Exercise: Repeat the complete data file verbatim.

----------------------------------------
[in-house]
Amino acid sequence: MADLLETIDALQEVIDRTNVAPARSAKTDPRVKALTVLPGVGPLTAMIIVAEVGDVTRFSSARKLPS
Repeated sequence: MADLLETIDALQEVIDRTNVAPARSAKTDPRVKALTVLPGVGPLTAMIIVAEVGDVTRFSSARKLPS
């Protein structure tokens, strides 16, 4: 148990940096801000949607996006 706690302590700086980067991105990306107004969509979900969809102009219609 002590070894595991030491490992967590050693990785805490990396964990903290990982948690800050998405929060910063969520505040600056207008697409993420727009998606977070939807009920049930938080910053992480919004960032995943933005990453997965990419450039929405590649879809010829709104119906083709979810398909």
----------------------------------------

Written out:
[in-house]
Amino acid sequence: MADLLETIDALQEVIDRTNVAPARSAKTDPRVKALTVLPGVGPLTAMIIVAEVGDVTRFSSARKLPS
Repeated sequence: MADLLETIDALQEVIDRTNVAPARSAKTDPRVKALTVLPGVGPLTAMIIVAEVGDVTRFSSARKLPS
């Protein structure tokens, strides 16, 4: 148990940096801000949607996006 706690302590700086980067991105990306107004969509979900969809102009219609 002590070894595991030491490992967590050693990785805490990396964990903290990982948690800050998405929060910063969520505040600056207008697409993420727009998606977070939807009920049930938080910053992480919004960032995943933005990453997965990419450039929405590649879809010829709104119906083709979810398909």